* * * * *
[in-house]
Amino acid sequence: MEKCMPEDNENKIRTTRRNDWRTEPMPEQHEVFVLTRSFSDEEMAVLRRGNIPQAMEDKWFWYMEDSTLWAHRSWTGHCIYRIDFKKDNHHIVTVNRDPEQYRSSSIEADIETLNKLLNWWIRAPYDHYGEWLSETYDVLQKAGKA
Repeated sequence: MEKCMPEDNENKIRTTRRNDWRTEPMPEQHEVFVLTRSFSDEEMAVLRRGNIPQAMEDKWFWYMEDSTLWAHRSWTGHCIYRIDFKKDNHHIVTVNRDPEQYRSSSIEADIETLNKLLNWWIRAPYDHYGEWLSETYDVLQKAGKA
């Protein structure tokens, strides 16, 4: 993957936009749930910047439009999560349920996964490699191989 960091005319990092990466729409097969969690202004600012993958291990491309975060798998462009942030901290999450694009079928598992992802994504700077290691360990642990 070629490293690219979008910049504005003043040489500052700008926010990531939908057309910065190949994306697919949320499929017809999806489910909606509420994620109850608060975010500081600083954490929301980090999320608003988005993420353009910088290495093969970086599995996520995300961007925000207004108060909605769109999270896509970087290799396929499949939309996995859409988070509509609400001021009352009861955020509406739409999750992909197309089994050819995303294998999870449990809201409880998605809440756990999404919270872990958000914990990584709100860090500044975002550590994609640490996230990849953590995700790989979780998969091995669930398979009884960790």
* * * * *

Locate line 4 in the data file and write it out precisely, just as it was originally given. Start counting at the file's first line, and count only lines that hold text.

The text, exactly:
């Protein structure tokens, strides 16, 4: 993957936009749930910047439009999560349920996964490699191989 960091005319990092990466729409097969969690202004600012993958291990491309975060798998462009942030901290999450694009079928598992992802994504700077290691360990642990 070629490293690219979008910049504005003043040489500052700008926010990531939908057309910065190949994306697919949320499929017809999806489910909606509420994620109850608060975010500081600083954490929301980090999320608003988005993420353009910088290495093969970086599995996520995300961007925000207004108060909605769109999270896509970087290799396929499949939309996995859409988070509509609400001021009352009861955020509406739409999750992909197309089994050819995303294998999870449990809201409880998605809440756990999404919270872990958000914990990584709100860090500044975002550590994609640490996230990849953590995700790989979780998969091995669930398979009884960790």